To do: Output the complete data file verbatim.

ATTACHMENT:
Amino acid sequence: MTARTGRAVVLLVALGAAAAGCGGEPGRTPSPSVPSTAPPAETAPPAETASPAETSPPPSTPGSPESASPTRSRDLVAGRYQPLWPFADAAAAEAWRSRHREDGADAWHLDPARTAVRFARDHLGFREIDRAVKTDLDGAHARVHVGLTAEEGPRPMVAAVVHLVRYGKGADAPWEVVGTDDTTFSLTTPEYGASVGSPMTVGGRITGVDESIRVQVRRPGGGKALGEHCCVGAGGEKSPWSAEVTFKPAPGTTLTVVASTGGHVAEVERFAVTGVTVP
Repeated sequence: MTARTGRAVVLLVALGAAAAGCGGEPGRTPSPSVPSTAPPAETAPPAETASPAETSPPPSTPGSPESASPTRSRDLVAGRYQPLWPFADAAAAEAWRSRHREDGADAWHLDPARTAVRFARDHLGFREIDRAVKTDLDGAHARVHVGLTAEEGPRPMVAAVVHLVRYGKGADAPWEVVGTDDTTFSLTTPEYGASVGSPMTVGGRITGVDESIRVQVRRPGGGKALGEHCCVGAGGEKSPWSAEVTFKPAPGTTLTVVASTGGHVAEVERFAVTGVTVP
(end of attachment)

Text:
Amino acid sequence: MTARTGRAVVLLVALGAAAAGCGGEPGRTPSPSVPSTAPPAETAPPAETASPAETSPPPSTPGSPESASPTRSRDLVAGRYQPLWPFADAAAAEAWRSRHREDGADAWHLDPARTAVRFARDHLGFREIDRAVKTDLDGAHARVHVGLTAEEGPRPMVAAVVHLVRYGKGADAPWEVVGTDDTTFSLTTPEYGASVGSPMTVGGRITGVDESIRVQVRRPGGGKALGEHCCVGAGGEKSPWSAEVTFKPAPGTTLTVVASTGGHVAEVERFAVTGVTVP
Repeated sequence: MTARTGRAVVLLVALGAAAAGCGGEPGRTPSPSVPSTAPPAETAPPAETASPAETSPPPSTPGSPESASPTRSRDLVAGRYQPLWPFADAAAAEAWRSRHREDGADAWHLDPARTAVRFARDHLGFREIDRAVKTDLDGAHARVHVGLTAEEGPRPMVAAVVHLVRYGKGADAPWEVVGTDDTTFSLTTPEYGASVGSPMTVGGRITGVDESIRVQVRRPGGGKALGEHCCVGAGGEKSPWSAEVTFKPAPGTTLTVVASTGGHVAEVERFAVTGVTVP